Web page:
While BC Hydro continues to work around the clock to restore power to residents in B.C. after a severe wind storm hit the region last week, Victoria marks the anniversary of another storm that brought the city to a standstill 22 years ago.
The blizzard of ‘96 set records by dropping 124 centimetres of snow in Victoria between Dec. 22 and Dec. 29.
The worst blast of winter weather to reach Vancouver Island since 1916 brought multi-million dollar damages to the region, including extensive damage to recreation centres, devastation to the Capital City Yacht Club, and the deflation of the Oak Bay tennis bubble, not to mention the $400,000 in street clean-up costs the City of Victoria faced.
The storm was a triad of extreme elements with 81 cm of snow dropping between 10 p.m. Dec. 28 and 4 p.m. Dec. 29, winds up to 100 km/h Dec. 31 and 97.9 cm of rain falling between Dec. 30 and Jan. 6, turning the blizzard of ‘96 into the swamp of ‘97.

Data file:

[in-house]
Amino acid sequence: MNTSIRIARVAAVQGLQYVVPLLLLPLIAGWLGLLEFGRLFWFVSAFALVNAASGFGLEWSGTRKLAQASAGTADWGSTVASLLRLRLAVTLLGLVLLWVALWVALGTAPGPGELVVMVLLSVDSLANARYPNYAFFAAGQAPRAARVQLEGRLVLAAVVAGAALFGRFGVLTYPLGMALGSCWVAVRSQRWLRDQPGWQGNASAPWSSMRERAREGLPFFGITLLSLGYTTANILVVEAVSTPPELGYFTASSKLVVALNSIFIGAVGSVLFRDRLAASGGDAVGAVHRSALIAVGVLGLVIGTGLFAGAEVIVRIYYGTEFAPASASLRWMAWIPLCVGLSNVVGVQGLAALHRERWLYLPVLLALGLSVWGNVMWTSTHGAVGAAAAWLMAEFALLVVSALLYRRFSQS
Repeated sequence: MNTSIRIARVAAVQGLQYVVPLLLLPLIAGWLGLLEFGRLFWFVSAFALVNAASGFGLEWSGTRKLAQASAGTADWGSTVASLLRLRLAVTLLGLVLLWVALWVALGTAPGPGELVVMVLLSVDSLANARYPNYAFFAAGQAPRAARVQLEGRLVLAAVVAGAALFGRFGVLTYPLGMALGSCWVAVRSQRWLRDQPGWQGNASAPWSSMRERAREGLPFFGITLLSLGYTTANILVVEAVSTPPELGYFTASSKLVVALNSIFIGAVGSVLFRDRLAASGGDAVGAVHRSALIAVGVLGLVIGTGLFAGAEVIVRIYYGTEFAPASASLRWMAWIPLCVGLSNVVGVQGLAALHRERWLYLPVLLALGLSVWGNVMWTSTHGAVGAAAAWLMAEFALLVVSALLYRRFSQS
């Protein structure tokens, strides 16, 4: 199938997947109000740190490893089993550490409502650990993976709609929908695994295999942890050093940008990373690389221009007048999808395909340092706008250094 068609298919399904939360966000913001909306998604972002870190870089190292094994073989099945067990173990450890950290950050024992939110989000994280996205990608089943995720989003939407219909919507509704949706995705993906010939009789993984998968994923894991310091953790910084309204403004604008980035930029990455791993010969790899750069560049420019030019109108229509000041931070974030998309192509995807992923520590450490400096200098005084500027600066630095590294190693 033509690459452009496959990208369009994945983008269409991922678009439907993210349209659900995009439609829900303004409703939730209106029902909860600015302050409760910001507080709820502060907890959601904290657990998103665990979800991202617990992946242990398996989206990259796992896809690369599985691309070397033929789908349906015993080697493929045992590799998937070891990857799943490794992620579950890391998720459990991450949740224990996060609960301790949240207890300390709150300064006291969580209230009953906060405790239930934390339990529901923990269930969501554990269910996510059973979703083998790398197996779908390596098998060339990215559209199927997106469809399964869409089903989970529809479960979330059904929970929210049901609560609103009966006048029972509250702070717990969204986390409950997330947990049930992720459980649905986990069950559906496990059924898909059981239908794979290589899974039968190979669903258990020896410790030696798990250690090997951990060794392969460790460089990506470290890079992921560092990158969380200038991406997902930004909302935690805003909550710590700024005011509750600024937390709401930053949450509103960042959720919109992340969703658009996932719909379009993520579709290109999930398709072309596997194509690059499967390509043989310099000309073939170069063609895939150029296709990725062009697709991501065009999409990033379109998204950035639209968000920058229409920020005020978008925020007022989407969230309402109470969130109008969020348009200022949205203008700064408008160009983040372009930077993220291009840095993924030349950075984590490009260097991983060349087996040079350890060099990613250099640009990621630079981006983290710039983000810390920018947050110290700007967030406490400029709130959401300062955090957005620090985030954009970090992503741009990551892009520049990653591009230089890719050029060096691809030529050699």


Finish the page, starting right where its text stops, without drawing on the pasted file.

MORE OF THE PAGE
Farmers and greenhouses were particularly hurt by the blizzard that had BC Hydro logging $1 million in overtime costs for crews working to restore power.
The annual First Night celebrations hosted in downtown Victoria had to be postponed from Dec. 31 to Jan. 31 due to the snowfall.
On the whole, it was estimated that B.C. suffered more than $200 million in damages during the blizzard that struck between Christmas and New Year’s Eve.
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